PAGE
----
As for your metaphor...well, I'm well aware that it's a metaphor. But you are saying that a mentally healthy person's heart would not tell her to hit her child. So, that must mean that women who spank are mentally unhealthy, no? Or is it her heart that's unhealthy? Why did you say "mentally" in your post if that's not what you meant.

 

Our base instincts are, well...base. It's social and cultural manipulation that make us "civilized."

 

***********

 

WRT Jesus, the Old Testament of the Bible is extremely violent, and this is what Jesus said about that....

 

 

Quote:

5:17Do not think that I have come to abolish the Law or the Prophets; I have not come to abolish them but to fulfill them. 18 For truly I tell you, until heaven and earth disappear, not the smallest letter, not the least stroke of a pen, will by any means disappear from the Law until everything is accomplished. 19 Therefore anyone who sets aside one of the least of these commands and teaches others accordingly will be called least in the kingdom of heaven, but whoever practices and teaches these commands will be called great in the kingdom of heaven. 20 For I tell you that unless your righteousness surpasses that of the Pharisees and the teachers of the law, you will certainly not enter the kingdom of heaven.

 

21 “You have heard that it was said to the people long ago, ‘You shall not murder,[a] and anyone who murders will be subject to judgment.’ 22 But I tell you that anyone who is angry with a brother or sister will be subject to judgment. Again, anyone who says to a brother or sister, ‘Raca,’ is answerable to the court. And anyone who says, ‘You fool!’ will be in danger of the fire of hell.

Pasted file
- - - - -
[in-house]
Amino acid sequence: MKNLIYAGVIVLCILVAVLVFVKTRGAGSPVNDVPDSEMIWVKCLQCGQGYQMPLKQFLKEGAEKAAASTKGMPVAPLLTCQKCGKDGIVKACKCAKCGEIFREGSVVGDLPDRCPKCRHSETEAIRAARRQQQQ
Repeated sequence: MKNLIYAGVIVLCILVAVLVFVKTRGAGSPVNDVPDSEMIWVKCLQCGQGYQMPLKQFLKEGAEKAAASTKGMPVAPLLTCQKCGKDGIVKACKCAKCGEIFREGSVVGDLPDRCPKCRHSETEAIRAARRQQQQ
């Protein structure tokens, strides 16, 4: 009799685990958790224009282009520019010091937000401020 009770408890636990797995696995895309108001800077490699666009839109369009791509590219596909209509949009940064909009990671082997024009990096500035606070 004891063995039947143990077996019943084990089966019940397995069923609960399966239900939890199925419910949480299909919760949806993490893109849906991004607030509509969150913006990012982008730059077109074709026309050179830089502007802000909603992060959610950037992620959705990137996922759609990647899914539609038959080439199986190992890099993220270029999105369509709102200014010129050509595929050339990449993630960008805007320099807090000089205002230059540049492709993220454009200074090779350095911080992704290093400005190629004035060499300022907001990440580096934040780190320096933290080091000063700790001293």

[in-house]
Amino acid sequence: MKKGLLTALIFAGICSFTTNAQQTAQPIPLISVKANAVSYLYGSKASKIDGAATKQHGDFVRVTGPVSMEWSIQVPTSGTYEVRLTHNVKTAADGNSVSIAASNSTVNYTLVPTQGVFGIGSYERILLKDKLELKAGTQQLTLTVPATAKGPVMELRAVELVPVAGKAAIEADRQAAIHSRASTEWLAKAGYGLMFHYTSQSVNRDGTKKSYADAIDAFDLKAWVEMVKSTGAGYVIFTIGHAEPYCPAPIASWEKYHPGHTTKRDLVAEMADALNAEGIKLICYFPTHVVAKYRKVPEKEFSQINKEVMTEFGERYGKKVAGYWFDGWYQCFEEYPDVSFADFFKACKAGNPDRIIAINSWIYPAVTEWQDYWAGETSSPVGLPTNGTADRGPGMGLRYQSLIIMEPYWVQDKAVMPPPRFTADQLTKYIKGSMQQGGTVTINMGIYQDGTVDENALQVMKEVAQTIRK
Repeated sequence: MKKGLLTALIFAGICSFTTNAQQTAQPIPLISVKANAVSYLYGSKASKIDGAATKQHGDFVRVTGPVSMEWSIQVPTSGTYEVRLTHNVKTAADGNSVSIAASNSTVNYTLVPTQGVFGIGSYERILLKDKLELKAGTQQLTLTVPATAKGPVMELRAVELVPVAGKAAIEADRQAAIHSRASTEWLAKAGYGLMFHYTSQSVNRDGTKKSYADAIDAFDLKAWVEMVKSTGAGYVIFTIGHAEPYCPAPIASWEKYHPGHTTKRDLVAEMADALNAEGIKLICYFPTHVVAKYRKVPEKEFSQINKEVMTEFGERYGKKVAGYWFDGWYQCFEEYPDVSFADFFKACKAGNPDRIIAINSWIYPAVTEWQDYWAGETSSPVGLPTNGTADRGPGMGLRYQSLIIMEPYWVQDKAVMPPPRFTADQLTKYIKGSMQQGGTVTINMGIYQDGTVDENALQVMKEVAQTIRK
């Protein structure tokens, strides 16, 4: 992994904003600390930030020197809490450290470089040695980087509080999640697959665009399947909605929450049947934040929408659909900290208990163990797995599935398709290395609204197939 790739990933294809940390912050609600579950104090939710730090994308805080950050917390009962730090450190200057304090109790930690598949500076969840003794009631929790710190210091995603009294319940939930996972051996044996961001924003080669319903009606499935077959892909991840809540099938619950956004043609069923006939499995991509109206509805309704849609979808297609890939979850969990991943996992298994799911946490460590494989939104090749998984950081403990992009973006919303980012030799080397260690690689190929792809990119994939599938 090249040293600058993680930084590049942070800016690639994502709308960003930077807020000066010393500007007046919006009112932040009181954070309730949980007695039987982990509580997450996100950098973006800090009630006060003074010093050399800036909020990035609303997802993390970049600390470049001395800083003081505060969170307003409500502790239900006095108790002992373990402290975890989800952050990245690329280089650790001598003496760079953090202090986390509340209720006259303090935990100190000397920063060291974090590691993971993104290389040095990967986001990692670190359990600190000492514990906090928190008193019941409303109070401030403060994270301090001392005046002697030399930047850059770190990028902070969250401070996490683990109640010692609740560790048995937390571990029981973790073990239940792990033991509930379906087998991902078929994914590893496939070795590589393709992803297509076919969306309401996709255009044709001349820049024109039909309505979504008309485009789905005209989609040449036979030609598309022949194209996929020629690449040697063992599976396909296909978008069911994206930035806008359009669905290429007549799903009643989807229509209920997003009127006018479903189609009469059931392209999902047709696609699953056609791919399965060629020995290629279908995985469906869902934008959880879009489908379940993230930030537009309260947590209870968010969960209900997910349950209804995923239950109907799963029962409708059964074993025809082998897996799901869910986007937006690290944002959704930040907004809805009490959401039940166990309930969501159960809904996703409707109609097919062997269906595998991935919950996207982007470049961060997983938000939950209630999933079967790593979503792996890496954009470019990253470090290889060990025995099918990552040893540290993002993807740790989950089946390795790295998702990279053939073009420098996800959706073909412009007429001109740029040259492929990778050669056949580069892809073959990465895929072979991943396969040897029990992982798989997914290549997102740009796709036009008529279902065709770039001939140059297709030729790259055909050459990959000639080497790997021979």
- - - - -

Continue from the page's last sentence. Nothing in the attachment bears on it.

To the apostles....

 

 

Quote:

10:14 If anyone will not welcome you or listen to your words, leave that home or town and shake the dust off your feet. 15 Truly I tell you, it will be more bearable for Sodom and Gomorrah on the day of judgment than for that town.

 

 

About the apocolypse....

 

 

Quote:

24:36 “But about that day or hour no one knows, not even the angels in heaven, nor the Son, but only the Father. 37As it was in the days of Noah, so it will be at the coming of the Son of Man. 38 For in the days before the flood, people were eating and drinking, marrying and giving in marriage, up to the day Noah entered the ark; 39 and they knew nothing about what would happen until the flood came and took them all away. That is how it will be at the coming of the Son of Man.

 

 

...come on, now. Grounding is violent, and this is non-violence? Spanking seems like small potatoes in comparison.

post #150 of 215
Quote:
Originally Posted by jezebelle View Post

I